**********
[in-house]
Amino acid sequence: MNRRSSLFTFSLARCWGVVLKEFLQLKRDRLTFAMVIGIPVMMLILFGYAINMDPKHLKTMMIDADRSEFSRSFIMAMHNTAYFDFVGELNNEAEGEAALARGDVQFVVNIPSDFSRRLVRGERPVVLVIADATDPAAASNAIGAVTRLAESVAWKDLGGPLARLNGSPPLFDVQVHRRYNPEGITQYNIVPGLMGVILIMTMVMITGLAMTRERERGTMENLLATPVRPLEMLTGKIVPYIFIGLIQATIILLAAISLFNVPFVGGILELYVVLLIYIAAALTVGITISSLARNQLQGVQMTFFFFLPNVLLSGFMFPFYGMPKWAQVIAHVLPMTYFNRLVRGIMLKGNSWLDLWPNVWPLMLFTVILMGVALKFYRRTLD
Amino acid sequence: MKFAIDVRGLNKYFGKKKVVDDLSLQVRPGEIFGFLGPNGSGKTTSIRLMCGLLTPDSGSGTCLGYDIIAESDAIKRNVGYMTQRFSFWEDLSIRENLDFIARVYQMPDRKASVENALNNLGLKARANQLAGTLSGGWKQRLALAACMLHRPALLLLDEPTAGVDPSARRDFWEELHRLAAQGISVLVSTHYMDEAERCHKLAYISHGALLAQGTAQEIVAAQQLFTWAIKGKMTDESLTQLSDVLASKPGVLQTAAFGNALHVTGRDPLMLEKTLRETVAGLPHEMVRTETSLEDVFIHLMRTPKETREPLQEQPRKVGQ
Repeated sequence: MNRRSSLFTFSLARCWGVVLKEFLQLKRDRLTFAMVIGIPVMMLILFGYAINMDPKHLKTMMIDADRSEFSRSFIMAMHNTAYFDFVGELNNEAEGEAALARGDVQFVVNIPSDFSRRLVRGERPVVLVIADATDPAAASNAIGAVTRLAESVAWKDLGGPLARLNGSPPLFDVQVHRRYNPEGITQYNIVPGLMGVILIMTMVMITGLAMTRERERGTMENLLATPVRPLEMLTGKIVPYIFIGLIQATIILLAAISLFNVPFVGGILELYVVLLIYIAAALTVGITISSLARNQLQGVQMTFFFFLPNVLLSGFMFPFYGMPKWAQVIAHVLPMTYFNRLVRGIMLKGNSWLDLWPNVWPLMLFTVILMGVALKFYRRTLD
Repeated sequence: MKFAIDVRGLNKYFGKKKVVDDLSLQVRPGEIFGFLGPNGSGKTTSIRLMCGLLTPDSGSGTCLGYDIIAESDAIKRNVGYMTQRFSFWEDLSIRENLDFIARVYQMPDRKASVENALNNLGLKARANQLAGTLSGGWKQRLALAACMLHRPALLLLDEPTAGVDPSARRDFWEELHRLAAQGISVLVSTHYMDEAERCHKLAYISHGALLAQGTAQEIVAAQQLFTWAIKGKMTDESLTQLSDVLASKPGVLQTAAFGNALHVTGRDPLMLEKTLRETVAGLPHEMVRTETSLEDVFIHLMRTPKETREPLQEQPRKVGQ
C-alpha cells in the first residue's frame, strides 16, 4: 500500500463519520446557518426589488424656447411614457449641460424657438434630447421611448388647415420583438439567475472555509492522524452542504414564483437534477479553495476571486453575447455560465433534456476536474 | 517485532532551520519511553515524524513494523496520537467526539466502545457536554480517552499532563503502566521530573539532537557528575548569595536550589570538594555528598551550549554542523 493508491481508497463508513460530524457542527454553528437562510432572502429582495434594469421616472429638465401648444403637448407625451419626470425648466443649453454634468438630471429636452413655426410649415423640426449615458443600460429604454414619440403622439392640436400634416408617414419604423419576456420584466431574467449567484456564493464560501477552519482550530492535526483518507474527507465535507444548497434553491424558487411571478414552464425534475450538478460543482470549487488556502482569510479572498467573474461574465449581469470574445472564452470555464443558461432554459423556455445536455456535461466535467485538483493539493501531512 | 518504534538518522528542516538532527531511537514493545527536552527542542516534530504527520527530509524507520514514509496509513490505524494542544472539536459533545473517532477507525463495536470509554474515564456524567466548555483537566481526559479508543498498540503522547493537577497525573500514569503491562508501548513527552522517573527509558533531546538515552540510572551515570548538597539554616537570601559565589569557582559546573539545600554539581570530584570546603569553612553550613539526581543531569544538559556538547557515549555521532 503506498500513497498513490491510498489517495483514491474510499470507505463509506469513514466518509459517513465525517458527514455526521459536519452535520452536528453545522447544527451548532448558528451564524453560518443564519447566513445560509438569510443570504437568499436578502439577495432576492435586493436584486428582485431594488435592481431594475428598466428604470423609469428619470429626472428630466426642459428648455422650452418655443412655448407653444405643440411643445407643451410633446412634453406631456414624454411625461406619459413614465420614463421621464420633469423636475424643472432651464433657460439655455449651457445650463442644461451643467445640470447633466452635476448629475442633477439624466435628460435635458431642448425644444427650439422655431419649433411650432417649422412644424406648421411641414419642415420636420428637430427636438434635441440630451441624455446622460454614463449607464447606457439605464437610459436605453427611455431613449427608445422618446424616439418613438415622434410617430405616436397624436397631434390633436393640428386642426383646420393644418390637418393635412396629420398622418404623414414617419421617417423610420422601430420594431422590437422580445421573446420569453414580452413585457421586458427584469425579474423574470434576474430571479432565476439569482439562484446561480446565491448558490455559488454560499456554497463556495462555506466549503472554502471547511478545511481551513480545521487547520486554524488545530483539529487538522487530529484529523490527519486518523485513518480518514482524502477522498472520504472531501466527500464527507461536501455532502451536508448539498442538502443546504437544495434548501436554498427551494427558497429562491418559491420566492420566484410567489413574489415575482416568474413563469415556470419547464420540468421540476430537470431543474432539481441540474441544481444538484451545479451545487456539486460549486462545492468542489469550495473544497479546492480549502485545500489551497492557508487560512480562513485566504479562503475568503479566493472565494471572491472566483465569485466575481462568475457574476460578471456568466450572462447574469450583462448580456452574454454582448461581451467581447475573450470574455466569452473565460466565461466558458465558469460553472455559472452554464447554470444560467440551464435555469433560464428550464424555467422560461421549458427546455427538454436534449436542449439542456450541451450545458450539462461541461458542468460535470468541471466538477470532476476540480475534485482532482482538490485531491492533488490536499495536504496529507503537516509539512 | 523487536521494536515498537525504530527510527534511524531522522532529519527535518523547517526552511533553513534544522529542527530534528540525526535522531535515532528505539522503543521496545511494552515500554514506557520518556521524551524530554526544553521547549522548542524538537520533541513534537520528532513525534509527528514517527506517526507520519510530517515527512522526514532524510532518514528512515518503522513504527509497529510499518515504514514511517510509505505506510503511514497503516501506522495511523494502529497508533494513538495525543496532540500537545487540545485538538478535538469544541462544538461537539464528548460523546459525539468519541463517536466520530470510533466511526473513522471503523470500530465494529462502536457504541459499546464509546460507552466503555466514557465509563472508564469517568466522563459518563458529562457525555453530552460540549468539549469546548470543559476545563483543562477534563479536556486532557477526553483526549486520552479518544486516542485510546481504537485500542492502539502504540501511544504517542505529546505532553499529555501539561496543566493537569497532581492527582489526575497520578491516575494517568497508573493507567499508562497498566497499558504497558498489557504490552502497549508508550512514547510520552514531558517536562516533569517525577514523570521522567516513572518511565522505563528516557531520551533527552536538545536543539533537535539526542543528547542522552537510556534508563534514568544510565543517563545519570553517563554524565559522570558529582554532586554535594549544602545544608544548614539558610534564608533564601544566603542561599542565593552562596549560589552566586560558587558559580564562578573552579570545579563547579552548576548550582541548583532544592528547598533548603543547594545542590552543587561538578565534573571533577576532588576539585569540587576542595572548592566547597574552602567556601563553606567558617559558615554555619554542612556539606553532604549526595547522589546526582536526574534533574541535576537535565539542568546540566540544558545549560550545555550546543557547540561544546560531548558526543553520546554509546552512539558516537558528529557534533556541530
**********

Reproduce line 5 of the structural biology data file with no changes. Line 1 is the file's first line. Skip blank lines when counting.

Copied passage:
Repeated sequence: MKFAIDVRGLNKYFGKKKVVDDLSLQVRPGEIFGFLGPNGSGKTTSIRLMCGLLTPDSGSGTCLGYDIIAESDAIKRNVGYMTQRFSFWEDLSIRENLDFIARVYQMPDRKASVENALNNLGLKARANQLAGTLSGGWKQRLALAACMLHRPALLLLDEPTAGVDPSARRDFWEELHRLAAQGISVLVSTHYMDEAERCHKLAYISHGALLAQGTAQEIVAAQQLFTWAIKGKMTDESLTQLSDVLASKPGVLQTAAFGNALHVTGRDPLMLEKTLRETVAGLPHEMVRTETSLEDVFIHLMRTPKETREPLQEQPRKVGQ